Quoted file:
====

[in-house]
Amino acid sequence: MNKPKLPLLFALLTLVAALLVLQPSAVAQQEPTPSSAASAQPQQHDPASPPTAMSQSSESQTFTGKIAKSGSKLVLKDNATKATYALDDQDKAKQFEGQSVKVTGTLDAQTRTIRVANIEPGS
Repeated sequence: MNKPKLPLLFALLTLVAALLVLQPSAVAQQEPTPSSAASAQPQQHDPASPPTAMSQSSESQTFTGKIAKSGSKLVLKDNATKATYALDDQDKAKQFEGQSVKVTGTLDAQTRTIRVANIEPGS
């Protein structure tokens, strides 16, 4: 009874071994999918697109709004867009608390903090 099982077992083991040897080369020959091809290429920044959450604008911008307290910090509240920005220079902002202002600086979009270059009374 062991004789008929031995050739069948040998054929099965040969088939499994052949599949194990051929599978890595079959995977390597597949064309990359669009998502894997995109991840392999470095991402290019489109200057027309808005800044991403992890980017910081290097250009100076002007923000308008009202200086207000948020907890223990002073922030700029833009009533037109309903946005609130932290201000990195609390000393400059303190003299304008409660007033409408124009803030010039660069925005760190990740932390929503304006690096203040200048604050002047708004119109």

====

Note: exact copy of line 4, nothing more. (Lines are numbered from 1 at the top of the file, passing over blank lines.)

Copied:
């Protein structure tokens, strides 16, 4: 009874071994999918697109709004867009608390903090 099982077992083991040897080369020959091809290429920044959450604008911008307290910090509240920005220079902002202002600086979009270059009374 062991004789008929031995050739069948040998054929099965040969088939499994052949599949194990051929599978890595079959995977390597597949064309990359669009998502894997995109991840392999470095991402290019489109200057027309808005800044991403992890980017910081290097250009100076002007923000308008009202200086207000948020907890223990002073922030700029833009009533037109309903946005609130932290201000990195609390000393400059303190003299304008409660007033409408124009803030010039660069925005760190990740932390929503304006690096203040200048604050002047708004119109």